Lawmakers managed to get compromise bills on economic development and opioid addiction treatment to Governor Charlie Baker’s desk but fell short of an agreement on health care and public education funding.
Lawmakers pushed their midnight deadline Tuesday, passing a nearly $1.1 billion jobs bill, an opioid abuse prevention bill that would expand access to the overdose reversing drug Narcan, and a compromise bill on animal welfare.
State Senator Sonia Chang-Diaz, told 22News, the education funding bill should not have been difficult to negotiate.
“You know, the Senate, we did our level best to bring every creative idea we could to the table; we made major concessions,” said Chang-Diaz.
In the end, House leadership killed the bill completely.
In a statement, the House Conferees told 22News, “insufficient time remained” to make a fully-informed recommendation on recalculating aid.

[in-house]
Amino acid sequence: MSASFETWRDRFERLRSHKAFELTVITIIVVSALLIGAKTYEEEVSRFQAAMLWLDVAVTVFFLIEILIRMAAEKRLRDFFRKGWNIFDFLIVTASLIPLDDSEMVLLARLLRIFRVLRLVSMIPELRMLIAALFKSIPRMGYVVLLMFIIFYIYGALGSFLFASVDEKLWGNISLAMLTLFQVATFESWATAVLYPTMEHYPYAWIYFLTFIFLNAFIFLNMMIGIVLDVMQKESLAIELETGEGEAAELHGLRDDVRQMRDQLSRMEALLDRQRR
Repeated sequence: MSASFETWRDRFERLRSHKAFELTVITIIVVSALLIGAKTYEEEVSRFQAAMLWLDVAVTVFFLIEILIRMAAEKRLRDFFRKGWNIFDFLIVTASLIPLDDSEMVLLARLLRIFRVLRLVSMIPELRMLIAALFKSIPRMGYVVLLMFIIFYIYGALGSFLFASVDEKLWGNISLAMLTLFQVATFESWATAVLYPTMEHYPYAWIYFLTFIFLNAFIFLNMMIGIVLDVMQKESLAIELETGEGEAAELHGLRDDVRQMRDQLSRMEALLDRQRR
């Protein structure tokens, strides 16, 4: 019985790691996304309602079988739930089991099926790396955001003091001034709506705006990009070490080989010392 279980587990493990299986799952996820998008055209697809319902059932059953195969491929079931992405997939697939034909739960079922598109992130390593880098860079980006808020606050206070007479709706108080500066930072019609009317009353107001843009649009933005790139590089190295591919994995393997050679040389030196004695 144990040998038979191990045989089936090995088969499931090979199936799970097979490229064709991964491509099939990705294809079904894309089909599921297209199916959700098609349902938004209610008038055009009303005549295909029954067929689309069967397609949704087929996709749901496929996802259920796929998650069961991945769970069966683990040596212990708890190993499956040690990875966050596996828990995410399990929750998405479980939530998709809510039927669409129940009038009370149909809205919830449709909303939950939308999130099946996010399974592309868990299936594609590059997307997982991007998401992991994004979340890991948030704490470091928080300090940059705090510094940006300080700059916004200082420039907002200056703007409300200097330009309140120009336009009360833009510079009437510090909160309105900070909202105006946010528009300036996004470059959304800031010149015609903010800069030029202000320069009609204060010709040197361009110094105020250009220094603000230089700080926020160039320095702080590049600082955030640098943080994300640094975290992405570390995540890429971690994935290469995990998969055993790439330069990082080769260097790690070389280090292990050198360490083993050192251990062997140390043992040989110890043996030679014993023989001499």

The statement read: “Throughout the conference committee process, negotiations were complicated by new information obtained from the Department of Elementary and Secondary Education and the exceptionally complex nature of recalculating various increments to the formula as we traded proposals.”
As for the healthcare bill, House and Senate Democrats could not reach agreements on stabilizing community hospitals.
And while the Senate passed its version of health care legislation last November, the House did not act until late June.
House Majority Leader Ronald Mariano told 22News, “We wanted to make sure these hospitals, which are all in our gateway cities, are on fine, strong financial footing. The Senate’s approach was more of a market driven approach, and we never could get together on a strategy that accomplished the same goal.”
Mariano has negotiated numerous heath care reform bills over his career, but he said this would be the first time he has failed to “come to agreement in the middle” with the Senate.